Despite the shift in geographical and financial realities, I still desired bread. As a child, it was the perfect school breakfast, a delight to have in my lunch pack, and the best accompaniment to moin-moin, akara, or fried eggs that we usually had for breakfast on weekends at that time. As an adult, it has remained my first choice. I also have a peculiar way of eating it – digging into the loaf, tearing off a handful, squeezing it, and molding it into a chewy ball – which has made me the butt of banter many a mealtime as it amuses my family.

One might argue that bread is not so much of a special meal especially because indigenous foods are more revered amongst many Nigerians – my father, an Ibadan man, might toss bread out the window when Amala is finding its way to him. However, the love and yearning for it, especially agege bread, has made it a staple that is often present in the average Nigerian’s food fantasy – to have ‘hot’ bread paired with other complementary foods or sides like fried eggs, stew, butter, beans, moin-moin, akara, and chocolate beverages.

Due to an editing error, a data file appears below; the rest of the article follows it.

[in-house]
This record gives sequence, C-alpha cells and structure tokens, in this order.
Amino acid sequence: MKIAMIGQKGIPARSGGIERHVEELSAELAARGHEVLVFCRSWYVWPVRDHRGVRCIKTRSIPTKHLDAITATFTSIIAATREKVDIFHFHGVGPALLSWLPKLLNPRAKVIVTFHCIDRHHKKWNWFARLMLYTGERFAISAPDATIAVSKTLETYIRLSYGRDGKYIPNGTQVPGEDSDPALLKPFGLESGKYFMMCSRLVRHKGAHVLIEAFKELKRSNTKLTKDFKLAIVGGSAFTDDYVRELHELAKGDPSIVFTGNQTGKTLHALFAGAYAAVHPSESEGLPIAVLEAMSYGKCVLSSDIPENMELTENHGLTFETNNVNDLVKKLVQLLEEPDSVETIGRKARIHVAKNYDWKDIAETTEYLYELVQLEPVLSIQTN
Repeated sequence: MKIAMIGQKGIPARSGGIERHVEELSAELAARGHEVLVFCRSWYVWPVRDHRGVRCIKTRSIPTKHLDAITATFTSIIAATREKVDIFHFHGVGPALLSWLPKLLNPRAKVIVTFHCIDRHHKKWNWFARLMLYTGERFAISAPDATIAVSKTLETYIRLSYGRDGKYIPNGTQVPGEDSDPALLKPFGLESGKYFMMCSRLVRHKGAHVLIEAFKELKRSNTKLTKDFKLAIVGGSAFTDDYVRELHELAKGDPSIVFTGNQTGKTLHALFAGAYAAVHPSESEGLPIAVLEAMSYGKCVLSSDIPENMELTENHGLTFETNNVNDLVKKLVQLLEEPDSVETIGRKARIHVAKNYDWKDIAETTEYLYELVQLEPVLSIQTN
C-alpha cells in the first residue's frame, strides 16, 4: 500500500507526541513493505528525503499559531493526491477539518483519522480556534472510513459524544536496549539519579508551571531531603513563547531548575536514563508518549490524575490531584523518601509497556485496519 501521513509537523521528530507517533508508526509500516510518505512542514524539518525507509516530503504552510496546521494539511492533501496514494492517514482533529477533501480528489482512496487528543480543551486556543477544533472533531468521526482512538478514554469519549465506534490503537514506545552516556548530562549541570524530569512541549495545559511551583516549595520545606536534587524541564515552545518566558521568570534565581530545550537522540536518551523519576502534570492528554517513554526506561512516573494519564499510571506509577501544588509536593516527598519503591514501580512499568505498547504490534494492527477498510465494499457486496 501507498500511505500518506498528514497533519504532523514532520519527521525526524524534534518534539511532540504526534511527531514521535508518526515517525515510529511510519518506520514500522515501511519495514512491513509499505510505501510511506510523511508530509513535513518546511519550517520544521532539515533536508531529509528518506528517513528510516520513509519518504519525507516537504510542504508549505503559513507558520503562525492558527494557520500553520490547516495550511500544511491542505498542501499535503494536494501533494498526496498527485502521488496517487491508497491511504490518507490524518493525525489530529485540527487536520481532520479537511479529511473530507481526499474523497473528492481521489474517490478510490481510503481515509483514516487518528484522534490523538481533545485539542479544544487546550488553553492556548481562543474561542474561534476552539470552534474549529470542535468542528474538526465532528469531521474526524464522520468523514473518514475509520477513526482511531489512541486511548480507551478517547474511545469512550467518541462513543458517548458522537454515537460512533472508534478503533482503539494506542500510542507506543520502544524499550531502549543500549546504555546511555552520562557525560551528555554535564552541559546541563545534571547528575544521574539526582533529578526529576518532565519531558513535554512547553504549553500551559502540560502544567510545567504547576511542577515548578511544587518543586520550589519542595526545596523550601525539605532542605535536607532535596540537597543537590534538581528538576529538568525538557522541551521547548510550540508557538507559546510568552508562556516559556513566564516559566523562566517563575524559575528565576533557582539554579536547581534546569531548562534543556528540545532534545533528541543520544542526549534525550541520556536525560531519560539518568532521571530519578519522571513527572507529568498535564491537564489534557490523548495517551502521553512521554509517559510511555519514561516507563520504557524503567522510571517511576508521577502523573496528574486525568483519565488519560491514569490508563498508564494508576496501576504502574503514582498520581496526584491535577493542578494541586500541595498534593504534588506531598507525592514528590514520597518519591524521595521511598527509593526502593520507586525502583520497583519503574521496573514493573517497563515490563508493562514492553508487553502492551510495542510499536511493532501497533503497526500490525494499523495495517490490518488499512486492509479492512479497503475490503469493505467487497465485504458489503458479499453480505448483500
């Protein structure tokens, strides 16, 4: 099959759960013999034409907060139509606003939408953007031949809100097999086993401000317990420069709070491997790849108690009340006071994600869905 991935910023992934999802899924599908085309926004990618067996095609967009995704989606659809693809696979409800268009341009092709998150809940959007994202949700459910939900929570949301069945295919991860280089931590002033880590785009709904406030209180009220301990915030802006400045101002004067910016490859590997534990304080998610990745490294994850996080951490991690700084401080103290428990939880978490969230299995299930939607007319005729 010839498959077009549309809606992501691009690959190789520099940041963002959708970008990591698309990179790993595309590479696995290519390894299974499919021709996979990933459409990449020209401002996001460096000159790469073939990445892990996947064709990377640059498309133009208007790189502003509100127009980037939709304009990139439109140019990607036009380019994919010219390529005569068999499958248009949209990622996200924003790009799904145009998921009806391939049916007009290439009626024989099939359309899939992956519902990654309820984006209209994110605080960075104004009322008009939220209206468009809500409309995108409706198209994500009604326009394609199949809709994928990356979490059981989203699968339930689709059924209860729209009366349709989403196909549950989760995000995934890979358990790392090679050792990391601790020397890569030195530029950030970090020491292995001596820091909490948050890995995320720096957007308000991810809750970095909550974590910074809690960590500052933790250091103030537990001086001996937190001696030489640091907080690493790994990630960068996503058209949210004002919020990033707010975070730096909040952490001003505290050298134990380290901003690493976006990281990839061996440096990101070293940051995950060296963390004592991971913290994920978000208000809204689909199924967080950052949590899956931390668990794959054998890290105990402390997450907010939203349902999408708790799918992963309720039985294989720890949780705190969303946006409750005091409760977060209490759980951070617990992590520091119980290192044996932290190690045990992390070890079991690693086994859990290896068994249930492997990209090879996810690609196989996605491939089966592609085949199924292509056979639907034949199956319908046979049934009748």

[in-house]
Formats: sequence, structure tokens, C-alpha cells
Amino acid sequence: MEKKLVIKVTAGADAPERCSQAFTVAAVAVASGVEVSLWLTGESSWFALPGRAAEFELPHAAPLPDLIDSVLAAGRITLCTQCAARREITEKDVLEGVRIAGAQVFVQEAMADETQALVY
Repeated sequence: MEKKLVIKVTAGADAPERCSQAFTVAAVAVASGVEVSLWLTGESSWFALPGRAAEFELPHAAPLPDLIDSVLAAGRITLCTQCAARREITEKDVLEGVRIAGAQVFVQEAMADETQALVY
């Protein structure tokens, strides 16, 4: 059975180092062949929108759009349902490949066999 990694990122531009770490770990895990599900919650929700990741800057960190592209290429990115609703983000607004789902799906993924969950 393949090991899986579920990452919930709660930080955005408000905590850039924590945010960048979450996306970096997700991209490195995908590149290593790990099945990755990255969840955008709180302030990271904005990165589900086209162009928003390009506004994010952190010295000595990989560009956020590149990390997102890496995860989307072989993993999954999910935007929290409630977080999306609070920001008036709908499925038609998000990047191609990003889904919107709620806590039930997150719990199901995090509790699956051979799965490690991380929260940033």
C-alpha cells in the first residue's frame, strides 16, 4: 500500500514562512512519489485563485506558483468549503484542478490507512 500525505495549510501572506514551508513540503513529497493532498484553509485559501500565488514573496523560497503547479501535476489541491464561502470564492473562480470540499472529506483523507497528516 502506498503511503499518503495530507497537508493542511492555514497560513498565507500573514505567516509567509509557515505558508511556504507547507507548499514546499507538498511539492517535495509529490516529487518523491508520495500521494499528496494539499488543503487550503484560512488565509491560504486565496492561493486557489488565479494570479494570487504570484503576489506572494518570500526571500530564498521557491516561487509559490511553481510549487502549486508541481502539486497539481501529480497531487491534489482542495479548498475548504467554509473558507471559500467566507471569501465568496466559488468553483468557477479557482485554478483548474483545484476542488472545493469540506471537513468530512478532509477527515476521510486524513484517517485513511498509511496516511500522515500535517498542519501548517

Nigeria, like other countries where bread is eaten today, has its history of how bread originated and became prominent – one which spans Jamaica to Nigeria. Agege bread, the most popular in the Nigerian streets, is the passage through which this history can be accessed when its origin and physical qualities – oblong shaped and unsliced – are considered. Agege bread, baked in the bakery set up in Agege, Lagos, by Alhaji Ayokunnu to cater to the city’s growing appetite for bread after the disappearance of Shackleford bread in the 1960s, is named after the bakery’s location.